warning Hi, we've moved to USCANNENBERGMEDIA.COM. Visit us there!

Neon Tommy - Annenberg digital news

'American Beauty/American Psycho' By Fall Out Boy: Album Review

Rania Aniftos |
January 20, 2015 | 1:15 a.m. PST

Staff Reporter

(@falloutboy / Twitter)
(@falloutboy / Twitter)
Fall Out Boy's new album, "American Beauty/American Psycho," is everything you would expect: wild vocals from lead singer Patrick Stump, heavy rock instrumentals, and confusing yet captivating lyrics. But we're certainly not complaining.

At the same time, the record proves to be different than "From Under The Cork Tree," the album that made Fall Out Boy famous ten years ago. The typically punk-rock band took a slightly more electronic turn this time, as made evident in songs such as the hit single "Centuries," "Fourth of July," and "Favorite Record," just to name a few.

READ MORE: 14 Things You Forgot Happened In 2014

Despite the change in sound, Fall Out Boy's music continues to have a quality that is undeniably unique and undeniably Fall Out Boy—aggressive yet weirdly easy to listen to. "Uma Thurman" is a prime example for the Quentin Tarantino lovers out there. "Twin Skeleton's (Hotel in NYC)" is another.

Furthermore, the songs on the album are primarily revolved around a strong drumbeat with haunting guitar riffs peaking through. As with every Fall Out Boy album ever, there is so much going on that it is impossible to be bored while listening.

Although "Centuries" is the song that has been flooding the radio stations in the past few weeks, there are some other tracks that could easily be hits.

Two stand-outs on the album include "Irresistible" and "Novocaine," which are both powerful, catchy songs with great beats. "Irresistible" sounds like the tracks of the last album, "Save Rock and Roll," and has the quintessential dark yet flirtatious Fall Out Boy lyrics ("I love the way you hurt me / It's irresistible").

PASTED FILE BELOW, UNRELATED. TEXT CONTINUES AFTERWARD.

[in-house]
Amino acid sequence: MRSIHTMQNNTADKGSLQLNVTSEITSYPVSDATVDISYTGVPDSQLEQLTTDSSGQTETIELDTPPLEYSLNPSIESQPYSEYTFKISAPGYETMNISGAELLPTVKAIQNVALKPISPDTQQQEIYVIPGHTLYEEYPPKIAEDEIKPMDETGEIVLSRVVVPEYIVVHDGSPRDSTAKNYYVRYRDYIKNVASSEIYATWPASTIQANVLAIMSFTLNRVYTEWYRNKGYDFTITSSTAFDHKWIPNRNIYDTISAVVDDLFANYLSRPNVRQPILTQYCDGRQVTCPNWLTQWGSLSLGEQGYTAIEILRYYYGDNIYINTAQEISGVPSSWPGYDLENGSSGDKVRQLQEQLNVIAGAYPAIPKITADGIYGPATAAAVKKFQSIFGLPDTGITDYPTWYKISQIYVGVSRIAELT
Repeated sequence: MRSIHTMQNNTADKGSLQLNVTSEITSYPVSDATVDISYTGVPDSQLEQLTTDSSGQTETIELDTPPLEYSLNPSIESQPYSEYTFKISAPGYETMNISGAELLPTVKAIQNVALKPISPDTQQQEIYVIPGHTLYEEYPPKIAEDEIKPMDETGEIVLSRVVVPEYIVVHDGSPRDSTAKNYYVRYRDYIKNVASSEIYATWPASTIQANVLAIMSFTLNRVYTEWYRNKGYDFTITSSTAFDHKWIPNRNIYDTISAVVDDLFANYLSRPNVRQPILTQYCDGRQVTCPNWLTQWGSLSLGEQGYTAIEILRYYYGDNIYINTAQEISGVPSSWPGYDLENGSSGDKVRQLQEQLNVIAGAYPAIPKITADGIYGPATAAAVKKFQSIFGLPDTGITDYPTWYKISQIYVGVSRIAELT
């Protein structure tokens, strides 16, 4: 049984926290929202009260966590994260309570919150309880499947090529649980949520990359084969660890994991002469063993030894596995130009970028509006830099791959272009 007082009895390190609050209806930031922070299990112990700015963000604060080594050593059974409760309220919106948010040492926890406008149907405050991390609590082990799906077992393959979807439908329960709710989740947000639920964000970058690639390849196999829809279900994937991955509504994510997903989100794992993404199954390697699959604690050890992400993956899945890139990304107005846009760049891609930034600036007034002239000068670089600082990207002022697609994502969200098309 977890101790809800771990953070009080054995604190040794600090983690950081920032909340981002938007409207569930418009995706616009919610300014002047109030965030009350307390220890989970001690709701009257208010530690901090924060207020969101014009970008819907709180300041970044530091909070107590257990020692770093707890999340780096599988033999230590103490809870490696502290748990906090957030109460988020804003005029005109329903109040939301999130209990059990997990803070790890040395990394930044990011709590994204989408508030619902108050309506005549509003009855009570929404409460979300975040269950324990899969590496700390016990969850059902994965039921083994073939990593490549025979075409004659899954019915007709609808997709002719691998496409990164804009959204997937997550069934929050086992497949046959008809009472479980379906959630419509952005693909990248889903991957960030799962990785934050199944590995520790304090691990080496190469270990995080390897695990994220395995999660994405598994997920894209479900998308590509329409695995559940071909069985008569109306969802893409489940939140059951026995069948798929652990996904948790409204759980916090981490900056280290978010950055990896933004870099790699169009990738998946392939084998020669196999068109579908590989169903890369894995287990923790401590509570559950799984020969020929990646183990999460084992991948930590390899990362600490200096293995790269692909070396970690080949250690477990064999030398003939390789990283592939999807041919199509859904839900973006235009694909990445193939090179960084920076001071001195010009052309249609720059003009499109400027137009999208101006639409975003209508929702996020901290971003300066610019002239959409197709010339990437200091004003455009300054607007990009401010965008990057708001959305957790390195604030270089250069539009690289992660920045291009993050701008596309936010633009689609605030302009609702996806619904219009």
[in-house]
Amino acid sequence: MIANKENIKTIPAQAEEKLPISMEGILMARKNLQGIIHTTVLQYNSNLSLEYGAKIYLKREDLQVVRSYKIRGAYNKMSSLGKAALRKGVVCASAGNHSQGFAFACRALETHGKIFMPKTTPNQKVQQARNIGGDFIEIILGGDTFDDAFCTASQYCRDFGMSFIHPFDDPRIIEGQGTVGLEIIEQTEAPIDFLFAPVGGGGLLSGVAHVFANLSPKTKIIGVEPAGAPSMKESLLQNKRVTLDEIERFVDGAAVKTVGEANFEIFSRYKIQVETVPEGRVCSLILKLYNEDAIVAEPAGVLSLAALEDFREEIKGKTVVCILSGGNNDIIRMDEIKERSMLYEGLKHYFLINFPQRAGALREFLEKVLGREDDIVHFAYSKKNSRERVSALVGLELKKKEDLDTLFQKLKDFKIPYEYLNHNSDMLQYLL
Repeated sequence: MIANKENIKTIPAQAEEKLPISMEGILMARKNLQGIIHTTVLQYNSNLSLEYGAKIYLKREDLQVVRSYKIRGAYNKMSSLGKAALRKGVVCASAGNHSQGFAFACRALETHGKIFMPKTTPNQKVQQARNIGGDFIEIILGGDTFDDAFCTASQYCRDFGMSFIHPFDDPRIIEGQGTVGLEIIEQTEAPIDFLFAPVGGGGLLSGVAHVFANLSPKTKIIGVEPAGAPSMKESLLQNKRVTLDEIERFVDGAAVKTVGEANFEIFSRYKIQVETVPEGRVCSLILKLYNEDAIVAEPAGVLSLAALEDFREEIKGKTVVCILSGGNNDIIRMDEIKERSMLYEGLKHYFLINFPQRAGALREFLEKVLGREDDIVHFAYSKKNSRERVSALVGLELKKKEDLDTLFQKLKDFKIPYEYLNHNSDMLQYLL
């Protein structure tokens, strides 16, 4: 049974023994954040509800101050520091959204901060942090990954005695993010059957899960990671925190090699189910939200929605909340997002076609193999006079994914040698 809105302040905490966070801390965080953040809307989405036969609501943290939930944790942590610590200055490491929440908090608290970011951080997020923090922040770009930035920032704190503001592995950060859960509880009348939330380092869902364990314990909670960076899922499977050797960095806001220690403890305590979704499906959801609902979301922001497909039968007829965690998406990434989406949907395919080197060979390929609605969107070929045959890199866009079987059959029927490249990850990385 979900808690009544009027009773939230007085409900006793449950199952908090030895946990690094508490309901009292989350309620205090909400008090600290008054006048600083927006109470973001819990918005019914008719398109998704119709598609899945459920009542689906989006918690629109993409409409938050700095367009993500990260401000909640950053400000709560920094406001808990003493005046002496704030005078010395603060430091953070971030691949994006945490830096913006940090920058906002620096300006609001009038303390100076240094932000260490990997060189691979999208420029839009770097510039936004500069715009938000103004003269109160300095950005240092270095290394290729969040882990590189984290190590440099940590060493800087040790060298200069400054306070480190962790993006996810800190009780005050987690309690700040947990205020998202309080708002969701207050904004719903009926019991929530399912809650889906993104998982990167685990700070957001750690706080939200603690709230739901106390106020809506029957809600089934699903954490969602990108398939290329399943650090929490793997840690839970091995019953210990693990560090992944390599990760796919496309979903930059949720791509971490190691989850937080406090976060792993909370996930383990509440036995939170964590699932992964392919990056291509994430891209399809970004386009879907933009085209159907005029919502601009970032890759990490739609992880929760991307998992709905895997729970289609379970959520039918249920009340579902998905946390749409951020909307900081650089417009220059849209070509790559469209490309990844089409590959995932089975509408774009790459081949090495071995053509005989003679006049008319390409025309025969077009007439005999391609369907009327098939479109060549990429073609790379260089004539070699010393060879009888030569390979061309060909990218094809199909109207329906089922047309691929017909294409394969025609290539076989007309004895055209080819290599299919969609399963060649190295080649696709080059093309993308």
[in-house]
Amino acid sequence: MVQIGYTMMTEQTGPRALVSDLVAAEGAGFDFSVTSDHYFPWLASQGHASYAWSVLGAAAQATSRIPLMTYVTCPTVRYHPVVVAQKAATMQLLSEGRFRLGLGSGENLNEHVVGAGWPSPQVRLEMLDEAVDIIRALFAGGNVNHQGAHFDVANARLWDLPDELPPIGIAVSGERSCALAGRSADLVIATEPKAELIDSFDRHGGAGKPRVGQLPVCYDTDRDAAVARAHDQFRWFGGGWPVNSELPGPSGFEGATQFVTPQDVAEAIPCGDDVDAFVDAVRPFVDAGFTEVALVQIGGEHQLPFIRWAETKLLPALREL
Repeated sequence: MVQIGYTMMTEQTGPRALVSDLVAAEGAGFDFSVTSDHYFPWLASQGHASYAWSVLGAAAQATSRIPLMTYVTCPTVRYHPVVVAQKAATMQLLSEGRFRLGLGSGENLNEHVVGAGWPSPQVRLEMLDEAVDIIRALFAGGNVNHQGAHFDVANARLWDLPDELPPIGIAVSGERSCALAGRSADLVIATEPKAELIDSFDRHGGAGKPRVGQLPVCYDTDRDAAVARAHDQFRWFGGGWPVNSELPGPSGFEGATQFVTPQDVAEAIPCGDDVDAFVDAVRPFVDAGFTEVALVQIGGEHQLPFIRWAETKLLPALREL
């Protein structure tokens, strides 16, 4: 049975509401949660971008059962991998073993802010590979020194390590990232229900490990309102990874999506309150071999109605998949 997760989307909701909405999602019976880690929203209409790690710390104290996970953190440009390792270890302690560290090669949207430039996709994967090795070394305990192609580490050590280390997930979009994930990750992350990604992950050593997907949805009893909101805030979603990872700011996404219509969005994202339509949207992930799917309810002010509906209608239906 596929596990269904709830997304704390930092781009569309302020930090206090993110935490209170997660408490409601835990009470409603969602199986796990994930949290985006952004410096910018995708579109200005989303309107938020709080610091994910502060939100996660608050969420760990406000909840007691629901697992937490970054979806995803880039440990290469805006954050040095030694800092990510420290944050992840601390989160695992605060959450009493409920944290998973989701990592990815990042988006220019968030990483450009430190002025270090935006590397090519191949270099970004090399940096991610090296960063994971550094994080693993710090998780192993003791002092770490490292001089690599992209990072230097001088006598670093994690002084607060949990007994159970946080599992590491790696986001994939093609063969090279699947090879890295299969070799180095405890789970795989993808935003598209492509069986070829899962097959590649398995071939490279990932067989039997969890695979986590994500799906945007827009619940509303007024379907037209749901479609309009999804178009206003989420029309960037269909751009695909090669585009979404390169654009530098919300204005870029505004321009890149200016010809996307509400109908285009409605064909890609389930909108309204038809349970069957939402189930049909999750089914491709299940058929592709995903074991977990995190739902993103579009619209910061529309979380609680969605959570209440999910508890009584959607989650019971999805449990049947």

"Novocaine" provides the listener with the more twisted, but equally as wonderful, side of the band, with lyrics such as "In the truly gruesome do we trust / I will always land on you like a sucker punch / Singing I am your worst nightmare."

"Immortals" is easily the most unexpected song of the album. It's dance-y and surprisingly more pop than the other tracks, which explains why it was included in Disney's "Big Hero 6" soundtrack.

"American Beauty/American Psycho" and "The Kids Aren't Alright" are noteworthy due to their subtle comment on the negative direction in which society is headed and the instability of today's youth, a theme that the band has touched upon frequently in the past.

READ MORE: Film Review: 'Big Hero 6'

Overall, "American Beauty/American Psycho" makes you want to dance, head bang, become a free spirit, but also kind of want to beat someone up all at the same time. Only a band like Fall Out Boy can make you love that sort of feeling.

Reach Staff Reporter Rania Aniftos here.



 

Buzz

Craig Gillespie directed this true story about "the most daring rescue mission in the history of the U.S. Coast Guard.”

Watch USC Annenberg Media's live State of the Union recap and analysis here.